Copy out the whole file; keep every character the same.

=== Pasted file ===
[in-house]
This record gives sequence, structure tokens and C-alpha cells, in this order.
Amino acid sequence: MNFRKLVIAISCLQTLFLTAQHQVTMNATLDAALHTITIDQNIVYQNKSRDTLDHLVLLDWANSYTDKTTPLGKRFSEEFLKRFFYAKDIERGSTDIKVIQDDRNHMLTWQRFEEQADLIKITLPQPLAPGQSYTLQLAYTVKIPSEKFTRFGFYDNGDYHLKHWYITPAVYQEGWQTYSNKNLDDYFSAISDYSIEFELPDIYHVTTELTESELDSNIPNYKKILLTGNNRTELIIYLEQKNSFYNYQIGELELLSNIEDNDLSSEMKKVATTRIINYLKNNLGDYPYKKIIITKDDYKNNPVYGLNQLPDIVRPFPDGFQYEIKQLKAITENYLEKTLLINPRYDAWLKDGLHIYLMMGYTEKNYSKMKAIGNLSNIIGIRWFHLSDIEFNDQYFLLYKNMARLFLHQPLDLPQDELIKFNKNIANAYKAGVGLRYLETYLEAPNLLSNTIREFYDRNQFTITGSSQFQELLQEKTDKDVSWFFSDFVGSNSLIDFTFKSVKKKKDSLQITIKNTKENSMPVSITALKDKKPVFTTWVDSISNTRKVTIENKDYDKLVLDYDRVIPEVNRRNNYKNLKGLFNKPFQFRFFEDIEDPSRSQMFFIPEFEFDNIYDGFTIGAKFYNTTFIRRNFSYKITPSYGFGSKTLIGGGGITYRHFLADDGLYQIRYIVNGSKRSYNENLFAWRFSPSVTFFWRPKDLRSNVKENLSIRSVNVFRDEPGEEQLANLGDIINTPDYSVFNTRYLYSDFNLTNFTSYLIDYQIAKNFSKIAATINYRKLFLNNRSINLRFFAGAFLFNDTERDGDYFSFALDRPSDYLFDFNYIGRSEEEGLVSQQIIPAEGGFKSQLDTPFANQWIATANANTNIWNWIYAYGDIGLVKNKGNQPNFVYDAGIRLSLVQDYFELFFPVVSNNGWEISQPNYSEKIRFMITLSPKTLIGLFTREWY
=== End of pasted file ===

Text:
[in-house]
This record gives sequence, structure tokens and C-alpha cells, in this order.
Amino acid sequence: MNFRKLVIAISCLQTLFLTAQHQVTMNATLDAALHTITIDQNIVYQNKSRDTLDHLVLLDWANSYTDKTTPLGKRFSEEFLKRFFYAKDIERGSTDIKVIQDDRNHMLTWQRFEEQADLIKITLPQPLAPGQSYTLQLAYTVKIPSEKFTRFGFYDNGDYHLKHWYITPAVYQEGWQTYSNKNLDDYFSAISDYSIEFELPDIYHVTTELTESELDSNIPNYKKILLTGNNRTELIIYLEQKNSFYNYQIGELELLSNIEDNDLSSEMKKVATTRIINYLKNNLGDYPYKKIIITKDDYKNNPVYGLNQLPDIVRPFPDGFQYEIKQLKAITENYLEKTLLINPRYDAWLKDGLHIYLMMGYTEKNYSKMKAIGNLSNIIGIRWFHLSDIEFNDQYFLLYKNMARLFLHQPLDLPQDELIKFNKNIANAYKAGVGLRYLETYLEAPNLLSNTIREFYDRNQFTITGSSQFQELLQEKTDKDVSWFFSDFVGSNSLIDFTFKSVKKKKDSLQITIKNTKENSMPVSITALKDKKPVFTTWVDSISNTRKVTIENKDYDKLVLDYDRVIPEVNRRNNYKNLKGLFNKPFQFRFFEDIEDPSRSQMFFIPEFEFDNIYDGFTIGAKFYNTTFIRRNFSYKITPSYGFGSKTLIGGGGITYRHFLADDGLYQIRYIVNGSKRSYNENLFAWRFSPSVTFFWRPKDLRSNVKENLSIRSVNVFRDEPGEEQLANLGDIINTPDYSVFNTRYLYSDFNLTNFTSYLIDYQIAKNFSKIAATINYRKLFLNNRSINLRFFAGAFLFNDTERDGDYFSFALDRPSDYLFDFNYIGRSEEEGLVSQQIIPAEGGFKSQLDTPFANQWIATANANTNIWNWIYAYGDIGLVKNKGNQPNFVYDAGIRLSLVQDYFELFFPVVSNNGWEISQPNYSEKIRFMITLSPKTLIGLFTREWY